I still have it stored away at my mother’s place and I htink it still works !
Well to be fair I did not give it much of a chance, I was too lazy to box it up properly, it just stayed on a breadboard, probably not the safest thing to do, but this was the 1970’s so it did not matter.
I remember the amps running very hot, I doubt if they were properly heat sunk
my dad still runs a pair of these. I was always teased as a child - why do you have washing machines in your lounge! ha! they still sound amazing on the end of his vintage gear quad/leake/thorens/sony/marantz. They did inspire me quite a bit i think.
My wife used to call them washing machines too! Being white didn’t help.
My father had a pair also but his were in Walnut and were actually marketed by Sony as SS7000. They were the same inside though and said B&W on the back.
in hindisght, i know for sure Dad wishes he had bought the walnut finish as it would fit perfectly with the direction the lounge has gone but in those heady stylised days of the late 60’s early 70’s lounges looked very, very different. I think avant-garde speaker choices might be hereditary. I’ve got purple smurfs in my main system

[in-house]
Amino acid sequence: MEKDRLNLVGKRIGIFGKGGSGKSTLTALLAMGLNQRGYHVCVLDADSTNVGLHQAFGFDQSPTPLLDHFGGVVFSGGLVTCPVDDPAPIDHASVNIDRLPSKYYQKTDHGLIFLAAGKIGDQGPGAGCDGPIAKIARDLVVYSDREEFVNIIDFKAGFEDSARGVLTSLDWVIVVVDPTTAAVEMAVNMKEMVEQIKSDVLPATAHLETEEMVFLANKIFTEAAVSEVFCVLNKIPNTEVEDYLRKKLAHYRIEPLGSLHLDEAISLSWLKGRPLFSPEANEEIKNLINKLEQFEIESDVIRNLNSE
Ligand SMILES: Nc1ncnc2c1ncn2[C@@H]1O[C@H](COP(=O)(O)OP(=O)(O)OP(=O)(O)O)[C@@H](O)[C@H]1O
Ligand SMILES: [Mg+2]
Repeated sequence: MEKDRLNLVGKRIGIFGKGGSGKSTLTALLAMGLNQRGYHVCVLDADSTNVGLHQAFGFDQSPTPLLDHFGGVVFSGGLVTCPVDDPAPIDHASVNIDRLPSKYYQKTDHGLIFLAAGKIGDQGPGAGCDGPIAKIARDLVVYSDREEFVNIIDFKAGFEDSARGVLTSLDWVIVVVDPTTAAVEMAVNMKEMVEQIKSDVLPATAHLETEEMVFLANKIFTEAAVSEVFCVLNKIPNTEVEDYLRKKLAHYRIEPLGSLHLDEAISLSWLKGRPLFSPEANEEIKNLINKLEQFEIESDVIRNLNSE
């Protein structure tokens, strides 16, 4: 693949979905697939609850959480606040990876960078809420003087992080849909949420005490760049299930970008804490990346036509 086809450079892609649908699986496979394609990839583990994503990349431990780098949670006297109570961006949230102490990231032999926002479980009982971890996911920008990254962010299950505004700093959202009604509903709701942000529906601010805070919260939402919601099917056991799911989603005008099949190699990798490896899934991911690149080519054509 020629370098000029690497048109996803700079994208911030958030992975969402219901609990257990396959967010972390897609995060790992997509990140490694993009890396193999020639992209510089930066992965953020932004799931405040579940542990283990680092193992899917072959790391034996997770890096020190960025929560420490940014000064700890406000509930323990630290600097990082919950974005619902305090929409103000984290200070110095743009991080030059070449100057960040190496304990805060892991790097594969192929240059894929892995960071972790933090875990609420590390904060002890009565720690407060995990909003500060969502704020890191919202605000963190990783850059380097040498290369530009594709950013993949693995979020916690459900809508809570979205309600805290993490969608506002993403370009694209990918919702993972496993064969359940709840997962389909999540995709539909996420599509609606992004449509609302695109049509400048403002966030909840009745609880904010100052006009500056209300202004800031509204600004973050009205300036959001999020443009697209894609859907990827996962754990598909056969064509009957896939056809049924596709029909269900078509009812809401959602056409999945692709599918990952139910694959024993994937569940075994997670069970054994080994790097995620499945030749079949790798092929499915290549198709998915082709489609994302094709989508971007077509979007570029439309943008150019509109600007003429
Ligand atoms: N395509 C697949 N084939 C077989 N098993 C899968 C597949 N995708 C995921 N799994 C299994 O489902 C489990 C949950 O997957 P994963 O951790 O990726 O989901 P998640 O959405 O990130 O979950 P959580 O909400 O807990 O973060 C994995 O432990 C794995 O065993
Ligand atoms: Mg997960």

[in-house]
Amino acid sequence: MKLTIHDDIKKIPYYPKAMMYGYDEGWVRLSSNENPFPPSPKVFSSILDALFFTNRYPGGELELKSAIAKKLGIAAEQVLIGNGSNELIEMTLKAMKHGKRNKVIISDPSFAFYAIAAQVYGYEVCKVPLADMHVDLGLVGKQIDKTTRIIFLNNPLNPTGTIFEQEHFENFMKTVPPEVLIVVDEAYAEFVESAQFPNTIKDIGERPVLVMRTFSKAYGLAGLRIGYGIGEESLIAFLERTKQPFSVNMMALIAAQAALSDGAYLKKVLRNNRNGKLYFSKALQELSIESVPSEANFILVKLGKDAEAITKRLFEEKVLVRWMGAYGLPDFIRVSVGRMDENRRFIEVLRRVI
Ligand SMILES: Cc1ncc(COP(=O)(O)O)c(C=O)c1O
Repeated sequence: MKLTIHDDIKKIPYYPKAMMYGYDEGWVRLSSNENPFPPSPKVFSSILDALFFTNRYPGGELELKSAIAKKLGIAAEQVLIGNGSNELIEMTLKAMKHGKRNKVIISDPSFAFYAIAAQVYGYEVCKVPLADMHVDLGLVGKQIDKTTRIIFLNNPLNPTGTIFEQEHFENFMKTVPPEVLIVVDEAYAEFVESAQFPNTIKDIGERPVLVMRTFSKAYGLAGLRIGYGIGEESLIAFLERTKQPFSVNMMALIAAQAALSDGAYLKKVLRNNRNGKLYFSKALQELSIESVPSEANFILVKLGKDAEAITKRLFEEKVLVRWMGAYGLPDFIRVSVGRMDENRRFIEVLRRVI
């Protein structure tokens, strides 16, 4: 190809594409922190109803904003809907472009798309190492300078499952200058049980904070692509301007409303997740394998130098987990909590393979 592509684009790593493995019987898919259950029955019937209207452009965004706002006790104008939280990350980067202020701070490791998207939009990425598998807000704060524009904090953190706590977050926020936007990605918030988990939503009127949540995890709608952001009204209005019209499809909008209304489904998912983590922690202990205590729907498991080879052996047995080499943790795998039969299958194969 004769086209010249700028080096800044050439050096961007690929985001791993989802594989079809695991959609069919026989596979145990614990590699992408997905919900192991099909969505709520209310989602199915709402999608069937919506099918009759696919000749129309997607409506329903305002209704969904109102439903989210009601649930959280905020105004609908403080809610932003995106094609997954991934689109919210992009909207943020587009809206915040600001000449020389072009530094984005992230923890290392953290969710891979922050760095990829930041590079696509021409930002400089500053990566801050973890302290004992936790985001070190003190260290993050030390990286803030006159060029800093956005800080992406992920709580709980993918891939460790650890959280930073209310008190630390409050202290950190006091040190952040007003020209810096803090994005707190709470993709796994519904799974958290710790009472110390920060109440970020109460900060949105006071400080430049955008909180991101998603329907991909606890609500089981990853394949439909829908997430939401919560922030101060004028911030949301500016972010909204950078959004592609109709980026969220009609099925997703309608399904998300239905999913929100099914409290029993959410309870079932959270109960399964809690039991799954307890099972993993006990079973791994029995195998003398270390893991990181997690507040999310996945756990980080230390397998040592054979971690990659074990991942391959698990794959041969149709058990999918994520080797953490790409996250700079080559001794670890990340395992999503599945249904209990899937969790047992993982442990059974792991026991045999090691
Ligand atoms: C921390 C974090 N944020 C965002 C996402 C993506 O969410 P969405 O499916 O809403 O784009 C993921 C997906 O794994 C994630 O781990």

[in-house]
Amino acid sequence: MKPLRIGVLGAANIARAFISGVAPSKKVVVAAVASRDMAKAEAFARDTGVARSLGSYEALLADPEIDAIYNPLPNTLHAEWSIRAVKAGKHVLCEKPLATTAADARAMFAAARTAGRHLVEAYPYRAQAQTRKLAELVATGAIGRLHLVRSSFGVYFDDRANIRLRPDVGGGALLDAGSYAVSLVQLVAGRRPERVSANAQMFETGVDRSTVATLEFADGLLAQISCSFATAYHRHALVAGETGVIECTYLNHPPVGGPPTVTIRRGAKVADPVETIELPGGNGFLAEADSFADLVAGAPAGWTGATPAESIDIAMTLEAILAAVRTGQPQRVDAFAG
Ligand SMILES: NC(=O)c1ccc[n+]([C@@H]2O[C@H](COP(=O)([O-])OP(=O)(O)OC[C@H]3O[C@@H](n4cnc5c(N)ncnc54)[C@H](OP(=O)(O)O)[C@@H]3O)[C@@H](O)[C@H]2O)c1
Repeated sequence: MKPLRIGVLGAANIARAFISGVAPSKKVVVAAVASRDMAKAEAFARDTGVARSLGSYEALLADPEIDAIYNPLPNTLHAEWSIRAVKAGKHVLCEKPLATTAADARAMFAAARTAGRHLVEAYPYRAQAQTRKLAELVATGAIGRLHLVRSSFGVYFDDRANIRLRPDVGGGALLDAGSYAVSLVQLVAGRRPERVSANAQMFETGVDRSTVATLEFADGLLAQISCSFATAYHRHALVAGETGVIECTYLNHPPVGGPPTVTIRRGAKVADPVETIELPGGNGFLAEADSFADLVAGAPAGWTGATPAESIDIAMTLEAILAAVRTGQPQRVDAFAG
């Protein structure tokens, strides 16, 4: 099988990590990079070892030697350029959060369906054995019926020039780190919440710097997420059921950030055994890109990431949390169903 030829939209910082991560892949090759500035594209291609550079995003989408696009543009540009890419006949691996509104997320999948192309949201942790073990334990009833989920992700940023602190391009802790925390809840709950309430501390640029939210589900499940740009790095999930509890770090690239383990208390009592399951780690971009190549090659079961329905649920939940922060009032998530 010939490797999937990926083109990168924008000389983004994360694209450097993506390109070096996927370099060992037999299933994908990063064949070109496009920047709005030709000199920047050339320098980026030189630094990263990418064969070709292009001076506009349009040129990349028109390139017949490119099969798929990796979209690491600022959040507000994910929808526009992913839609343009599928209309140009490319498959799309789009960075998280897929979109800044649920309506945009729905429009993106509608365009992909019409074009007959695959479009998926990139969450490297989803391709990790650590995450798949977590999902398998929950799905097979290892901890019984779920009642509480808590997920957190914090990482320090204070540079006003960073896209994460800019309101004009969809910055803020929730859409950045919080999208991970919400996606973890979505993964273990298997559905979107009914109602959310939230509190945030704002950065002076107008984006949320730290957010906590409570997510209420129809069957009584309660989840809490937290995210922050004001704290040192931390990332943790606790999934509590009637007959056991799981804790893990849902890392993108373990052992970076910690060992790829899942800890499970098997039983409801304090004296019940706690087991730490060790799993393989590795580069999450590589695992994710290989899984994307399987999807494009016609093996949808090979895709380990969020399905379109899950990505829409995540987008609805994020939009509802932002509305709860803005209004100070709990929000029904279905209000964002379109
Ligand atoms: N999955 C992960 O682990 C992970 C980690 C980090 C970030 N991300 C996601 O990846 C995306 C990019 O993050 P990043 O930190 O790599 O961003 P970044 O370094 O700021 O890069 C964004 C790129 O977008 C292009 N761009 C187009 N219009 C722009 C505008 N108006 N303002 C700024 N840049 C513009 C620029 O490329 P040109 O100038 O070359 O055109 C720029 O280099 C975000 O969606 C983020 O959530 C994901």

I never listen naked either Ron, a pair of socks is just fine!
I thought the speaker stands were pretty ugly, too TBH. However, they did a very good job of doing what they were designed to do.
My HB1’s were also black, just like in the photo. My wife just didn’t like the look of them.
My brother had a Dansette but my first player was a Rigonda bought out of Woolies. My next was Quad 33/303 Kef speakers and a Pioneer 12D T/T. Next was my first NAIM system in the mid 70’s
Same here! (mentioned in earlier post). Mine first with Z30 power amp modules, then after blowing the output transistors a couply of times I uprated to Z50s, which lasted better. Later a rebuild with twin bridged Z50s, PZ8 power supply board and huge external transformer (separate power supply!) to remove its magnetic field and enable a relatively slim amp case…
Just been googling to see if I could find a photo on the web of my first record player - a Pye 5001 from Argos, and came across this image of a 1975 Argos catalogue - my Pye 5001 is item number one. 2 x 11 watts and an autochanger BSR turntable! Cost £65.95 back then - equates to £543.86 today (using Bank of England inflation calculator)! The Pye 5002 (next model up in the ‘range’) had a radio but cost nearly £100 back then - too expensive!